Gripping Smaller Stock
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  1. #1
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    Default Gripping Smaller Stock

    Good morning folks.
    I am looking for an efficient way to grip smaller stock in our machine for small quantity jobs. We run a Mori Sieki NL3000 mill turn with a 15" chuck. Every now and then we get orders for parts that require smaller stock, like 1.25" and down and gripping anything smaller than 1" is a challenge.
    I am exploring the option of getting a smaller chuck, 6 or 8" to grip in the 15" chuck and clamp my stock that way. Would that be a safe way of doing these kind of jobs?
    Are there other options anyone can suggest?
    Any information is appreciated.

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    That's pretty typical, you can find lots of Youtube vids of big chucks holding small ones. Among other things it gives you an "Adjust-Tru" capacity if the large chuck is a four jaw.

    Another option is a cylindrical 5C collet adapter in the big chuck, they're around 3" in diameter. Not the same holding power as a chuck perhaps, but for small rod stock hard to beat.

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    First thing that comes to mind is a collet chuck. I have a nice 16C collet chuck that will grip up to 1.625 diameter. After that, I have to go to the chuck. You can swap back and forth within about 5 minutes.

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    Quote Originally Posted by Milland View Post
    That's pretty typical, you can find lots of Youtube vids of big chucks holding small ones. Among other things it gives you an "Adjust-Tru" capacity if the large chuck is a four jaw.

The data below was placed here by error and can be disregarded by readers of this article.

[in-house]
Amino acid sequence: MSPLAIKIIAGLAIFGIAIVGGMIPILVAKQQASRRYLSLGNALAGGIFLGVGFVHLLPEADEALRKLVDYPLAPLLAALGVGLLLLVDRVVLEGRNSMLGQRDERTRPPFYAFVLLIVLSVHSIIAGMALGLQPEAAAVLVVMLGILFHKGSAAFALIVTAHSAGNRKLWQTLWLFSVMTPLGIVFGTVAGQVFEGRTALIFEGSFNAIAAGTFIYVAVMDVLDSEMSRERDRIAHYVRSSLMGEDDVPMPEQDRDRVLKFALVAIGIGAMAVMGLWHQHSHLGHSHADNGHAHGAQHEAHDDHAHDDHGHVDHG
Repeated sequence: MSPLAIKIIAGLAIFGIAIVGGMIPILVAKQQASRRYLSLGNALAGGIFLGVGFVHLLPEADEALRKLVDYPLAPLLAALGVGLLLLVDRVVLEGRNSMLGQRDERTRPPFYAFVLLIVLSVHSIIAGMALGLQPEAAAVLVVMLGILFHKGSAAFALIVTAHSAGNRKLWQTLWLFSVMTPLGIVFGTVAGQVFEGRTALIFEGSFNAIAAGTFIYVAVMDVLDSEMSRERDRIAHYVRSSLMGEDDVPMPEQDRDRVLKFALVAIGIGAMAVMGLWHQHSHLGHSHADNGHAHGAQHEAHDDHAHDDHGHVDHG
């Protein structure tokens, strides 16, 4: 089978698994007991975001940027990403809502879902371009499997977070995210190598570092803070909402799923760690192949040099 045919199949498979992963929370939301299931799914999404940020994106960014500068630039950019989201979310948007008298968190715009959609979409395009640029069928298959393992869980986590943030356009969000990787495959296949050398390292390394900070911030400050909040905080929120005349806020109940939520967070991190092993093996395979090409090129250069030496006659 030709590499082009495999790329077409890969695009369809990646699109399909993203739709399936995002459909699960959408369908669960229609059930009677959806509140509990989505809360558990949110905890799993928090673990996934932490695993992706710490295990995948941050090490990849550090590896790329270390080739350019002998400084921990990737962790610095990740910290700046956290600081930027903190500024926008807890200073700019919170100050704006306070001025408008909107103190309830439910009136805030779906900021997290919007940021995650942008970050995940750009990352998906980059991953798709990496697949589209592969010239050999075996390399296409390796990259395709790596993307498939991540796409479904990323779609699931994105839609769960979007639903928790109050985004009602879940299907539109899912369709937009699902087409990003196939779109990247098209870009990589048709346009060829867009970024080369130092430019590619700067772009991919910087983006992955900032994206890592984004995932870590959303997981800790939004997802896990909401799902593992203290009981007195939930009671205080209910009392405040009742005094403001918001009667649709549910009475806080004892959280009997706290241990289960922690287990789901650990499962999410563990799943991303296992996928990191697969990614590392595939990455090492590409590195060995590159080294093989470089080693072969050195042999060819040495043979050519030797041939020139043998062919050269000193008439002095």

Another option is a cylindrical 5C collet adapter in the big chuck, they're around 3" in diameter. Not the same holding power as a chuck perhaps, but for small rod stock hard to beat.
    It's a 3 jaw chuck but tolerances aren't too tight on most parts, 0.002 is all. Also, research I've done shows the smaller chucks are usually a little cheaper, so I'll probably go for that. Thanks for your input.

    Sent from my moto g(7) play using Tapatalk

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    Quote Originally Posted by Dave K View Post
    First thing that comes to mind is a collet chuck. I have a nice 16C collet chuck that will grip up to 1.625 diameter. After that, I have to go to the chuck. You can swap back and forth within about 5 minutes.
    That would be a perfect setup if those jobs would be big orders. But generally small quantities.
    Thank you for the information.

    Sent from my moto g(7) play using Tapatalk

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    Quote Originally Posted by jephw View Post
    That would be a perfect setup if those jobs would be big orders. But generally small quantities.
    Thank you for the information.

    Sent from my moto g(7) play using Tapatalk
    Help me out here. What would the size of the order have to do with ease of holding small diameter work?

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    I do not understand the question. Is there a problem making soft jaws for smaller diameters? I run loads of .5" dia parts on a 10" chuck. Bar loop stuff. Peet and re peet. Sub spindle too.

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    Quote Originally Posted by Scruffy887 View Post